. perhaps it is the most successful of No. 17. “ Napoleon and Pius VII. this class. No. 42. « The Parish at Fontainbleau.” The figure of the Beadle" is a little forced, but very Pope is good and expressive, it is good of the kind. All is true in finely painted; not so satisfactory is character; the hard beadle—the apathe figure of Napoleon. No. 18. thy of the monkey-the instinct of the 6 Columbus." The best of this is dog-that, in sympathy with his masthe figure of the boy in blue. No. ter, knows the beadle. No. 43. 19. “ The Rabbit on the Wall." “ The Breakfast.” A subject not This is a very good and pleasing worth painting—the old woman is picture, extremely natural, well- good; why should not the girl have coloured, and of good effect ; it is been pretty? No. 44. “ Distraining a pretty subject, and fully expressed for Rent. What could induce a -ihe wonderment and whole charac- painter, of any mind, to perpetuate ter of the child is admirable. No. 20. so dismal--so disagreeable an occur. « The Wardrobe Ransacked” is not rence? It is unmitigated distress, harmoniously and agreeably coloured without one object of compensation, - the red predominates. No. 21. nothing the mind can take refuge in. “ Sketch of Reading the Will.” It is not satire to gratify our indignaSlight-of composition only. No. 22, tion—nor is there display of virtue to “ The Death of Sir Philip Sydney,” reconcile the spectator to the scene. is not made interesting. No. 23. There might have been suffering " Study of the Gentle Shepherd,” is beauty, No. 45. « George the very poor. The face is dingy, and of Fourth in Highland Costume." Unthe same texture and colour as the sky. fortunate in attitude, and colour, and No. 24. “ Finished Sketch for the every thing. No. 46. “ H, R. H. Picture of the Village Festival.” This the Duke of Sussex in Highland Cosis not agreeable in colouring, particu- tume.” The dog and background, larly unpleasant are the red spots. like Titian, and excellent. The figure No. 25. “ The Errand Boy." of his royal highness is affected, theaAnother opportunity for beauty lost. trical. No. 47. “ Duncan Grey No. 26. « Death of the Red Deer.' is dirtily painted. Here, too, should There is individual character, but have been beauty, but there is none. there is little that is agreeable. No. No. 48, “ The Card Players," is 27. • The Newsmongers. How very well painted and coloured, but could Sir David bring his hand to what a deformity is the woman !-the such vulgarity? What an ugly crea- best figure is the man scratching his ture is the female figure ! Nos. head. No. 49, “ Guess my name 28, 29, and 30. “ Portraits.” The is not bad, the figure in the backlast only is good. No. 31, “ The ground very good-a shrewd old man Jews' Harp," is very dingy. No. 32, he well delineates. No. 50, “ The • The Bagpiper" is in the exaggerated Pedlar," is very disagreeable in colour spotty red style of colouring. No. 33. —thegirlis hideous. No.51. “Queen « Scene from Gentle Shepherd," has Mary escaping from Lochleven Caslittle to recommend it. No. 34. tle." We are here little interested “ The Cut Finger.” The old woman for the beautiful Mary, who is an is very good, she has been used to unbeauteous lady's maid ; this is unbind up cut fingers—all else is defor. dignifying history—the colour is dismity. No. 36. « The Nursery” is mal, and the manner of painting gives clever-in vain we look for beauty. it the appearance of dropping with No. 37. “ Head of John Norman, damp; this peculiarity we have often blacksmith of the village of Cults.” noticed, not only in Sir David, but We presume Sir David owed him a more than one of his imitators. No. grudge. No. 38, “ Scene from the 52, “Study for Village Politicians," Abbot of Sir Walter Scott,” is clever. has nothing to recommend it.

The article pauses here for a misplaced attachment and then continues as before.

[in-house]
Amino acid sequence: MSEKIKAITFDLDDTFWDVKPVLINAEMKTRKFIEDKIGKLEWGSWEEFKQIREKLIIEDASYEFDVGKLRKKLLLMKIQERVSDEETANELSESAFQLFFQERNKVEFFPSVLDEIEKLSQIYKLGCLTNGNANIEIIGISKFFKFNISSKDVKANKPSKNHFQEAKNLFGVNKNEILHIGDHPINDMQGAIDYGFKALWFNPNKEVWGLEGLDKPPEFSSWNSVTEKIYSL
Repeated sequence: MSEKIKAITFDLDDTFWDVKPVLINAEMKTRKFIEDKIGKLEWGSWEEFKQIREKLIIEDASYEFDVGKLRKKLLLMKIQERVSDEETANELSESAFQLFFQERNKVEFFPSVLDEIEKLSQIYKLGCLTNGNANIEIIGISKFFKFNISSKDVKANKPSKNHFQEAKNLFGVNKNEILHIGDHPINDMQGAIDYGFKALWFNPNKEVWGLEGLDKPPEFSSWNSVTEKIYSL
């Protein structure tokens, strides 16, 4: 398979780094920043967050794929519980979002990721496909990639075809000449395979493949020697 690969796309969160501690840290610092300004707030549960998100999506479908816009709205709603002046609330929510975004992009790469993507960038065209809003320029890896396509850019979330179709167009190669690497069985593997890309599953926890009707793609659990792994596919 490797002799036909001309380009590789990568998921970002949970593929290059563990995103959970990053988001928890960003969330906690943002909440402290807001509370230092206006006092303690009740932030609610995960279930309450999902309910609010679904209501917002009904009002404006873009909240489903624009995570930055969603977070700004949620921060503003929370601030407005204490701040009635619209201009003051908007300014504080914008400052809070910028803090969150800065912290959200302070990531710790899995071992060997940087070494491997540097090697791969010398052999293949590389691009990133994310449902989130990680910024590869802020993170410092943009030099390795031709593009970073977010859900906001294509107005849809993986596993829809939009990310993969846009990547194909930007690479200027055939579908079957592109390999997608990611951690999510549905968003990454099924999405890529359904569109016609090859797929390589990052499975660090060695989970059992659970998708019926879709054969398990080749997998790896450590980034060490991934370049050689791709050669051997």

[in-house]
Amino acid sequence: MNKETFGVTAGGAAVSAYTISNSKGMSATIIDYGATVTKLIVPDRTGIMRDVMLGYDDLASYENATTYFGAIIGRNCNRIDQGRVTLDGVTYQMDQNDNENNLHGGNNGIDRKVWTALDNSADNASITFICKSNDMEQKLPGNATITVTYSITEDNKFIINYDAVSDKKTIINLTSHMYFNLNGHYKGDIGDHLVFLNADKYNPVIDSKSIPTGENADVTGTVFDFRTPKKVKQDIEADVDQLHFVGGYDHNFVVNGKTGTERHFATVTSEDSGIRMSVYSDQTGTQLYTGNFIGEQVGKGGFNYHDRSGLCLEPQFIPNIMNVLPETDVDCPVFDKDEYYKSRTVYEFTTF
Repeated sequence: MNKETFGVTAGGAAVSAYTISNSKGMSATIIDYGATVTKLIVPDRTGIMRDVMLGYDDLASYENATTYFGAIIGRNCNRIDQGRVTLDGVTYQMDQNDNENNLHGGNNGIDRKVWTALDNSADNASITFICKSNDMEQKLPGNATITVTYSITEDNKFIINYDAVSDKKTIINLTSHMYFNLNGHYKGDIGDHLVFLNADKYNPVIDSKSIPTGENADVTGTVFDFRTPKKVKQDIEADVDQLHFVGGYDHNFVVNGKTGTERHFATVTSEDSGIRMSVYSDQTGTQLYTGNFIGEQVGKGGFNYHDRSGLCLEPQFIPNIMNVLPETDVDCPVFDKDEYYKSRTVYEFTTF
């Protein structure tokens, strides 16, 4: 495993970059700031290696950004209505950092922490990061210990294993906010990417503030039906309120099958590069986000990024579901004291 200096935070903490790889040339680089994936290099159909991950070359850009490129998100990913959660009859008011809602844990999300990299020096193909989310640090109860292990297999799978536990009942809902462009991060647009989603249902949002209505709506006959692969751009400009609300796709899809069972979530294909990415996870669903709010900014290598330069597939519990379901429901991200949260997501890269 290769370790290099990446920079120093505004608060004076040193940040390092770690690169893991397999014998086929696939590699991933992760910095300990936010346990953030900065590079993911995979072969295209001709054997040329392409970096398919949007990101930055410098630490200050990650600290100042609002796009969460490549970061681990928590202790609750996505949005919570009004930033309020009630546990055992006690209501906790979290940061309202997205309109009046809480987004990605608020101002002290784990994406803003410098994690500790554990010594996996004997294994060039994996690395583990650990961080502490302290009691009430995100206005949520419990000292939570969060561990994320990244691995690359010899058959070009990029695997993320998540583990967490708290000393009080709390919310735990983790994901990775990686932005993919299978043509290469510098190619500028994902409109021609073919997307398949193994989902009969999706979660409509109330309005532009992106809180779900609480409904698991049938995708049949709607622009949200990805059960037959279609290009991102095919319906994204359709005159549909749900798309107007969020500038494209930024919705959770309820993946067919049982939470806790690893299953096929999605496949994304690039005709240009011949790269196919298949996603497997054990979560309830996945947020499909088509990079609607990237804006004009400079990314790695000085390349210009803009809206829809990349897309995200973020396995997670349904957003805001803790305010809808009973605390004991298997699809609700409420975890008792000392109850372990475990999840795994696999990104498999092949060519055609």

No No. 39. “ Sketch for Picture of John has No. 53, “ A Landscape,” which,

VOL. LII. NO. CCCXXIII,

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as lovers of landscape, we abominate. Mrs Winfield,” No. 74, is very clever. Nor can we say any thing in favour of * Queen Adelaide on Horseback," No. 54. “ Sketch for Village School." No. 75, is very commonplace, the We should not, however, criticize best part of which is the horse. No. mere sketches, which are not supposed 76 is a capital sketch, and full of cha. to express all the painter means. No. racter. A Spanish Señorita with 55, The Rent Day,” is a cele- her nurse, a native of the Asturias, brated picture, but, to our minds, walking in the Prado of Madrid." very disagreeable.